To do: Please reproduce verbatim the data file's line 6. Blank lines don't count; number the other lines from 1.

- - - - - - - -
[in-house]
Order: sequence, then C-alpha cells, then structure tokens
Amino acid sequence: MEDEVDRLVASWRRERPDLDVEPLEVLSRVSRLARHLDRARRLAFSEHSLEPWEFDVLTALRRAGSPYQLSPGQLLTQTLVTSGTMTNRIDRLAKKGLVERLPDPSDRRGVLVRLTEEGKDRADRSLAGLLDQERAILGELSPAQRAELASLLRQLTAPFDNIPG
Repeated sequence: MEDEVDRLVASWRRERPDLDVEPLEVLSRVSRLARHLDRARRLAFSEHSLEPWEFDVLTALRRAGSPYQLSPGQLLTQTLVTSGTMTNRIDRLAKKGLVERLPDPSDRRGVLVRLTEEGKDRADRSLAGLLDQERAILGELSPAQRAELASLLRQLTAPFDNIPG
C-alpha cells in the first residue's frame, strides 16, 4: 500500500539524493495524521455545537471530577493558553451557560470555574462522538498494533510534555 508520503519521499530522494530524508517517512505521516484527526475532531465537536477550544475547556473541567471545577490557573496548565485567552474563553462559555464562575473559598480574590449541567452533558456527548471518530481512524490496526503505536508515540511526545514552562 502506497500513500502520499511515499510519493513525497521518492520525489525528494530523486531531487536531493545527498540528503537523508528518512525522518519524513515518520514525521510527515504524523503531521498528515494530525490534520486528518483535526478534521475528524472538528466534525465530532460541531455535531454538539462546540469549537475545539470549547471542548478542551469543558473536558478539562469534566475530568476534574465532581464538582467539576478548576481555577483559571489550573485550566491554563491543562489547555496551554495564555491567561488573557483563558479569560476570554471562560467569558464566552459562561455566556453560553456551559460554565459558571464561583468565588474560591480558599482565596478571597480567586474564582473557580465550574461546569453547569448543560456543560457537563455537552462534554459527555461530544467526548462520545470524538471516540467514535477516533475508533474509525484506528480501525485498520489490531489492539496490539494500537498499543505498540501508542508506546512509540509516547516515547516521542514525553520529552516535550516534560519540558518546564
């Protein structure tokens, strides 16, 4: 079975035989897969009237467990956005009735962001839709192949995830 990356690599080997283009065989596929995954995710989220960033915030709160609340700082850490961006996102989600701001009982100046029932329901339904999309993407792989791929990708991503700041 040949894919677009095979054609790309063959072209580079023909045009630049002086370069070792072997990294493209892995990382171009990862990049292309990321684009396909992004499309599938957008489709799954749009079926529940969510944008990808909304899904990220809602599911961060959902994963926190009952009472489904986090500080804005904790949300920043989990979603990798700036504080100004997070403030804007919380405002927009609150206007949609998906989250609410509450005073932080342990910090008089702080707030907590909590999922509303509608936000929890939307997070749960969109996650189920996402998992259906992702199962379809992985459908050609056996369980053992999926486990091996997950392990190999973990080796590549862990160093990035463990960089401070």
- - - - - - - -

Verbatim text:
């Protein structure tokens, strides 16, 4: 079975035989897969009237467990956005009735962001839709192949995830 990356690599080997283009065989596929995954995710989220960033915030709160609340700082850490961006996102989600701001009982100046029932329901339904999309993407792989791929990708991503700041 040949894919677009095979054609790309063959072209580079023909045009630049002086370069070792072997990294493209892995990382171009990862990049292309990321684009396909992004499309599938957008489709799954749009079926529940969510944008990808909304899904990220809602599911961060959902994963926190009952009472489904986090500080804005904790949300920043989990979603990798700036504080100004997070403030804007919380405002927009609150206007949609998906989250609410509450005073932080342990910090008089702080707030907590909590999922509303509608936000929890939307997070749960969109996650189920996402998992259906992702199962379809992985459908050609056996369980053992999926486990091996997950392990190999973990080796590549862990160093990035463990960089401070």